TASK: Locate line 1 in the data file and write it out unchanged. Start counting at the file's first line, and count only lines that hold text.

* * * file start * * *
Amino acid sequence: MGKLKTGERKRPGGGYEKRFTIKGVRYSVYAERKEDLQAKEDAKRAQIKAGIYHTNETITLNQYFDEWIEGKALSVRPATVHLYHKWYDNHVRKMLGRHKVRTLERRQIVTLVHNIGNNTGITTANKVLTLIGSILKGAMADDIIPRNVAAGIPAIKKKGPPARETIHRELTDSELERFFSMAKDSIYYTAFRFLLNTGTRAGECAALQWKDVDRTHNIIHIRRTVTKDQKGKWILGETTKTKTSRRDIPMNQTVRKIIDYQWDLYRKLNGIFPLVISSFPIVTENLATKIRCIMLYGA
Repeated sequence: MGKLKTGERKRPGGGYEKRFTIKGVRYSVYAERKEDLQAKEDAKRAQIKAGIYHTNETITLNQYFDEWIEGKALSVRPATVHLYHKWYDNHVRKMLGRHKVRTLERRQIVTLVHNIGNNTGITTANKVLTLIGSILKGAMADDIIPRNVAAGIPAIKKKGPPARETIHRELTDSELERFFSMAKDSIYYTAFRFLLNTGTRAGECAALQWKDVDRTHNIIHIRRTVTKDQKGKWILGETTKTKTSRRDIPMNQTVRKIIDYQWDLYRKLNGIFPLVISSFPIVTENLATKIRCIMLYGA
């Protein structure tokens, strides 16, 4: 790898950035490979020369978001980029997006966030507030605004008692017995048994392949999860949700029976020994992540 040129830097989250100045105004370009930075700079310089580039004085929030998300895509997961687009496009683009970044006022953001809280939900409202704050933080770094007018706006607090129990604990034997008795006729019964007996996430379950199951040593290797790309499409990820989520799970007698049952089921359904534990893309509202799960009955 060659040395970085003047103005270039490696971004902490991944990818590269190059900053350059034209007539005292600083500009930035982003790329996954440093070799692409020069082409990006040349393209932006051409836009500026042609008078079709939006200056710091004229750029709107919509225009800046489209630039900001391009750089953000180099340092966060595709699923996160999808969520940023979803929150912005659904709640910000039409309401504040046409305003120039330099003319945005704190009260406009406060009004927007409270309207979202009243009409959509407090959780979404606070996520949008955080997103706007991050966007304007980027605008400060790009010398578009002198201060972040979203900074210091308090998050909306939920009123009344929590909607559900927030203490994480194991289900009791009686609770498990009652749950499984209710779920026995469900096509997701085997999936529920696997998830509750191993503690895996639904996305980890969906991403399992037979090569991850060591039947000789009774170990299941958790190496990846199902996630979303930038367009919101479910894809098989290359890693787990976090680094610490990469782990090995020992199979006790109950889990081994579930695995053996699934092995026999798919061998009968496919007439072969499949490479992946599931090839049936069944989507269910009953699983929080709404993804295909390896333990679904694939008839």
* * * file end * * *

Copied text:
Amino acid sequence: MGKLKTGERKRPGGGYEKRFTIKGVRYSVYAERKEDLQAKEDAKRAQIKAGIYHTNETITLNQYFDEWIEGKALSVRPATVHLYHKWYDNHVRKMLGRHKVRTLERRQIVTLVHNIGNNTGITTANKVLTLIGSILKGAMADDIIPRNVAAGIPAIKKKGPPARETIHRELTDSELERFFSMAKDSIYYTAFRFLLNTGTRAGECAALQWKDVDRTHNIIHIRRTVTKDQKGKWILGETTKTKTSRRDIPMNQTVRKIIDYQWDLYRKLNGIFPLVISSFPIVTENLATKIRCIMLYGA